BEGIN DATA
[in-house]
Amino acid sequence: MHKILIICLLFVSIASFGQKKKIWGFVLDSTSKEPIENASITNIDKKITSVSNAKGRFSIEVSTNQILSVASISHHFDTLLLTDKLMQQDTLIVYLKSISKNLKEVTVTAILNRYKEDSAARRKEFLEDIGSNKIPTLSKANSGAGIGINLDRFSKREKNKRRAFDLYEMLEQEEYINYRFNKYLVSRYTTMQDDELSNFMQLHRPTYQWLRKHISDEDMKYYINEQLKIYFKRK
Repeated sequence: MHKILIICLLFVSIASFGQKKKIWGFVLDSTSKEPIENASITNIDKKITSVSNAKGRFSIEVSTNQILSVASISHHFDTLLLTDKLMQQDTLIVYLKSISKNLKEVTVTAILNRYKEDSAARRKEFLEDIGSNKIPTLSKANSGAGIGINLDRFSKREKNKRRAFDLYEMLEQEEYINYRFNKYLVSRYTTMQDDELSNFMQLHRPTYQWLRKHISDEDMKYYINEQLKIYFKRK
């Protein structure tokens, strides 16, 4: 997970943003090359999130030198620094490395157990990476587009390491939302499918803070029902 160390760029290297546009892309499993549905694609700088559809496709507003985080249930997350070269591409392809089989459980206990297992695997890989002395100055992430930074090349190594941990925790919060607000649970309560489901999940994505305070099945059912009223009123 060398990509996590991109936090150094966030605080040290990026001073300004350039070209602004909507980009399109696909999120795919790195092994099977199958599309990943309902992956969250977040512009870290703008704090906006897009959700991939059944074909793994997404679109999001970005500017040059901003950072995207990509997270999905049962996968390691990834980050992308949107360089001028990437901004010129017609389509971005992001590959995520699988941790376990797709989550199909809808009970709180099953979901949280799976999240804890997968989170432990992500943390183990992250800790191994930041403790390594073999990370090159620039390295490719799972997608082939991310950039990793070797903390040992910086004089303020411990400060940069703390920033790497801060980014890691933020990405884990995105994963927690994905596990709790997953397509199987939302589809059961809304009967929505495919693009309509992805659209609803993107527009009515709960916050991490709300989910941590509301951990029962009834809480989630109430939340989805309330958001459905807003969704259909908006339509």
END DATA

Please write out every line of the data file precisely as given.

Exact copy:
[in-house]
Amino acid sequence: MHKILIICLLFVSIASFGQKKKIWGFVLDSTSKEPIENASITNIDKKITSVSNAKGRFSIEVSTNQILSVASISHHFDTLLLTDKLMQQDTLIVYLKSISKNLKEVTVTAILNRYKEDSAARRKEFLEDIGSNKIPTLSKANSGAGIGINLDRFSKREKNKRRAFDLYEMLEQEEYINYRFNKYLVSRYTTMQDDELSNFMQLHRPTYQWLRKHISDEDMKYYINEQLKIYFKRK
Repeated sequence: MHKILIICLLFVSIASFGQKKKIWGFVLDSTSKEPIENASITNIDKKITSVSNAKGRFSIEVSTNQILSVASISHHFDTLLLTDKLMQQDTLIVYLKSISKNLKEVTVTAILNRYKEDSAARRKEFLEDIGSNKIPTLSKANSGAGIGINLDRFSKREKNKRRAFDLYEMLEQEEYINYRFNKYLVSRYTTMQDDELSNFMQLHRPTYQWLRKHISDEDMKYYINEQLKIYFKRK
């Protein structure tokens, strides 16, 4: 997970943003090359999130030198620094490395157990990476587009390491939302499918803070029902 160390760029290297546009892309499993549905694609700088559809496709507003985080249930997350070269591409392809089989459980206990297992695997890989002395100055992430930074090349190594941990925790919060607000649970309560489901999940994505305070099945059912009223009123 060398990509996590991109936090150094966030605080040290990026001073300004350039070209602004909507980009399109696909999120795919790195092994099977199958599309990943309902992956969250977040512009870290703008704090906006897009959700991939059944074909793994997404679109999001970005500017040059901003950072995207990509997270999905049962996968390691990834980050992308949107360089001028990437901004010129017609389509971005992001590959995520699988941790376990797709989550199909809808009970709180099953979901949280799976999240804890997968989170432990992500943390183990992250800790191994930041403790390594073999990370090159620039390295490719799972997608082939991310950039990793070797903390040992910086004089303020411990400060940069703390920033790497801060980014890691933020990405884990995105994963927690994905596990709790997953397509199987939302589809059961809304009967929505495919693009309509992805659209609803993107527009009515709960916050991490709300989910941590509301951990029962009834809480989630109430939340989805309330958001459905807003969704259909908006339509």